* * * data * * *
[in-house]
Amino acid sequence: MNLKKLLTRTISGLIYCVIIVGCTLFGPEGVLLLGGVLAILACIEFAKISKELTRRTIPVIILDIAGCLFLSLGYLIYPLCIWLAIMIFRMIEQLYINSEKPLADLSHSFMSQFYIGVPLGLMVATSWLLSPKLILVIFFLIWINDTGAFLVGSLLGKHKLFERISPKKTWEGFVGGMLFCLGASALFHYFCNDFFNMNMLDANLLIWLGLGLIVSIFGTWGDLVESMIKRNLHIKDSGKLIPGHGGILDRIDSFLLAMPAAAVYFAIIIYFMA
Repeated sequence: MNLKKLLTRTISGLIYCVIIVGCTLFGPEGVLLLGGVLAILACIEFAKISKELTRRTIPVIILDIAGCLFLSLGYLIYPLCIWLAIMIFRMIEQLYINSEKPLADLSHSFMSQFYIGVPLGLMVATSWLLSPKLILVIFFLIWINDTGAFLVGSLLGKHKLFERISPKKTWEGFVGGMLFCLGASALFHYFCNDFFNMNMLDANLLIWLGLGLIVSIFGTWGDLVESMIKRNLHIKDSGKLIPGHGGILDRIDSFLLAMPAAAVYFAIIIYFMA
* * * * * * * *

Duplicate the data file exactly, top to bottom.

[in-house]
Amino acid sequence: MNLKKLLTRTISGLIYCVIIVGCTLFGPEGVLLLGGVLAILACIEFAKISKELTRRTIPVIILDIAGCLFLSLGYLIYPLCIWLAIMIFRMIEQLYINSEKPLADLSHSFMSQFYIGVPLGLMVATSWLLSPKLILVIFFLIWINDTGAFLVGSLLGKHKLFERISPKKTWEGFVGGMLFCLGASALFHYFCNDFFNMNMLDANLLIWLGLGLIVSIFGTWGDLVESMIKRNLHIKDSGKLIPGHGGILDRIDSFLLAMPAAAVYFAIIIYFMA
Repeated sequence: MNLKKLLTRTISGLIYCVIIVGCTLFGPEGVLLLGGVLAILACIEFAKISKELTRRTIPVIILDIAGCLFLSLGYLIYPLCIWLAIMIFRMIEQLYINSEKPLADLSHSFMSQFYIGVPLGLMVATSWLLSPKLILVIFFLIWINDTGAFLVGSLLGKHKLFERISPKKTWEGFVGGMLFCLGASALFHYFCNDFFNMNMLDANLLIWLGLGLIVSIFGTWGDLVESMIKRNLHIKDSGKLIPGHGGILDRIDSFLLAMPAAAVYFAIIIYFMA